Theme: God the Son Speaks
In this week’s studies we are reminded of the sinful folly and the tragic results that await all those who live in rebellion against God, and of the need to bow before the Lord Jesus Christ in grateful submission.
Scripture: Psalm 2:1-12
The third section of the psalm, verses 7-9, contains the words of God’s Anointed, the Lord Jesus Christ. Scholars who see Psalm 2 chiefly as a psalm of coronation for a Davidic king take the words “You are my Son; today I have become your Father” (v. 7) as a formula for the symbolic adoption of the Jewish king by God at the time of his inauguration. But aside from the fact that nothing like this is ever said or suggested in the Old Testament, the Bible’s own handling of the words is always in regard to Jesus. The words “You are my Son” or “This is my beloved Son” were spoken of Jesus by the Father twice during his earthly ministry–once at his baptism and once at the transfiguration. At the baptism a voice from heaven said, “This is my Son, whom I love; with him I am well pleased” (Matt. 3:17; cf. Mark 1:11; Luke 3:22). At the transfiguration God said, “This is my Son, whom I love; with him I am well pleased. Listen to him” (Matt. 17:5; cf. Mark 9:7; Luke 9:35).
The other part of the verse–“today I have become your Father”–is used by Paul in a way consistent with the Gospels’ use of the first part. In the first of his sermons recorded in Acts, he refers it to Jesus’ resurrection (Acts 13:33). That is, he refers “today” not to Jesus’ eternal begetting by the Father, which is wrapped up with the doctrine of the Trinity, but with God’s raising him from the dead by which he became what is elsewhere called “the firstborn from among the dead” (Col. 1:18).
Verses 8 and 9 have special bearing upon our obligation to tell others about Jesus Christ today. Notice that although verse 6 speaks of God having established his king in Zion (past tense), these verses actually speak in a future tense, saying, “Ask of me, and I will make the nations your inheritance, the ends of the earth your possession. You will rule them with an iron scepter; you will dash them to pieces like pottery.” These verses are an acknowledgment of what the author of Hebrews says in applying another psalm to Jesus. In chapter 2, he quotes Psalm 8:4-6, noting that the Father has placed everything under Jesus’ feet. But he says, “At present we do not see everything subject to him” (Heb. 2:8). Jesus is Lord, but there are still many, like the rulers of the psalm’s opening lines, who resist him.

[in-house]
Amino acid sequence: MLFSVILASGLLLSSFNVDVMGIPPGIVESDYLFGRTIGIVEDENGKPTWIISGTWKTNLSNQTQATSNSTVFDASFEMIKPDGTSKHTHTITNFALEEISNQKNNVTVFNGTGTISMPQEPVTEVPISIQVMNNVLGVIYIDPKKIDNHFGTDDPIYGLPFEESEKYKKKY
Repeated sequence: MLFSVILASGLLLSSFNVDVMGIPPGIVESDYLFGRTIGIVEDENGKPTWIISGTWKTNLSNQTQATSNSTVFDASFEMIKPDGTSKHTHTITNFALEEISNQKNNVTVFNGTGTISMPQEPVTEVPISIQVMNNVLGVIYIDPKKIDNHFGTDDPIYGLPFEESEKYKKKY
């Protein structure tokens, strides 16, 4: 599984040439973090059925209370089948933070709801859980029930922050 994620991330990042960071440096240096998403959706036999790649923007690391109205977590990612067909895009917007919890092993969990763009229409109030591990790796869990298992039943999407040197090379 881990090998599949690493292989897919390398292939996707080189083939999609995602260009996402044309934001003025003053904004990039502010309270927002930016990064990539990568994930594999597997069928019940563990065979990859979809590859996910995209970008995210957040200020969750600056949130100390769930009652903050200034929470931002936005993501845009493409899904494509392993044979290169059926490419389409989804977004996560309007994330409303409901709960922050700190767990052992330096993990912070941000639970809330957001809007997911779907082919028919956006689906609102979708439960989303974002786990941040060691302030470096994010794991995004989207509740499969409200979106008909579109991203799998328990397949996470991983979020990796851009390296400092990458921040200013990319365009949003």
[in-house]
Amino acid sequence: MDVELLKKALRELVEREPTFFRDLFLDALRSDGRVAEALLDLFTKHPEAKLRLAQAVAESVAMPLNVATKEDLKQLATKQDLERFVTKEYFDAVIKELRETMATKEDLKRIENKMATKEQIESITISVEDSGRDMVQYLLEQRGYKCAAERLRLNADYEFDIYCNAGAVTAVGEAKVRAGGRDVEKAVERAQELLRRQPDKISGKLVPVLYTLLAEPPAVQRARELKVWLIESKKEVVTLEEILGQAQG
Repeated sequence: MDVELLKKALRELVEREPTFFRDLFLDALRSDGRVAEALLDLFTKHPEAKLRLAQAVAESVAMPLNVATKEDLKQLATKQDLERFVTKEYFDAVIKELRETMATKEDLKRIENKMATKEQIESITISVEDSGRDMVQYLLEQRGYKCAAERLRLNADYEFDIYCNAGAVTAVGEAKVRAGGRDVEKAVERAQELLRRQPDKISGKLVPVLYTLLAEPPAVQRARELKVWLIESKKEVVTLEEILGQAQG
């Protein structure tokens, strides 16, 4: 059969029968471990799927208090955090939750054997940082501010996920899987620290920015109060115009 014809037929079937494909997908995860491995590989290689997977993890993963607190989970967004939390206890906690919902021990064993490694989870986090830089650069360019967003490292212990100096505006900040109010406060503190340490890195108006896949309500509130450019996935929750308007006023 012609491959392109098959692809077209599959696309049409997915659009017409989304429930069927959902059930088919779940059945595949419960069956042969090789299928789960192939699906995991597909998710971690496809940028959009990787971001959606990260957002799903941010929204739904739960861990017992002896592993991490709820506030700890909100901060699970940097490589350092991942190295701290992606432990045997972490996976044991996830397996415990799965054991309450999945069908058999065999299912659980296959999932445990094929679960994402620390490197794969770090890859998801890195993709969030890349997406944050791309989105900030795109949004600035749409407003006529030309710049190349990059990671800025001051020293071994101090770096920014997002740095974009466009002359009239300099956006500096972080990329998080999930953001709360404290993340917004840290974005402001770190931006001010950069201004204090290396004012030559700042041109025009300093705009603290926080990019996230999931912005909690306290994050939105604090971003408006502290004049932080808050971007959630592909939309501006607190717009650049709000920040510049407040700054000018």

Here is the great missionary challenge of the church. It is for us, the grateful subjects of Jesus’ divine kingdom, to make his name known among the nations, until every ear shall hear and every knee shall bow. Harry Ironside wrote, “I never come to a missionary meeting but I feel as though there ought to be written right across the entire platform, “Ask of me, and I shall give thee the heathen for thine inheritance, and the uttermost parts of the earth for thy possession.” He wrote that “it is the will of God that his Son should have a great heritage out of the heathen world, the world of godless gentiles.”1
Our assignment is to carry the message of God’s decree and Christ’s rule to them. It is to proclaim the rule of King Jesus.
How do some scholars understand verse 7? How does the New Testament work with the idea and what does it teach us about the Messiah?
Why is it significant that verses 7-9 are written in the future tense? How does the writer of Hebrews address this?
Application: How can you be a more effective witness to the truth that Jesus Christ is King and Lord?
Key Point: Our assignment is to carry the message of God’s decree and Christ’s rule to them. It is to proclaim the rule of King Jesus.
1H. A. Ironside, Studies on Book One of the Psalms (New York: Loizeaux Brothers, 1952), p. 21.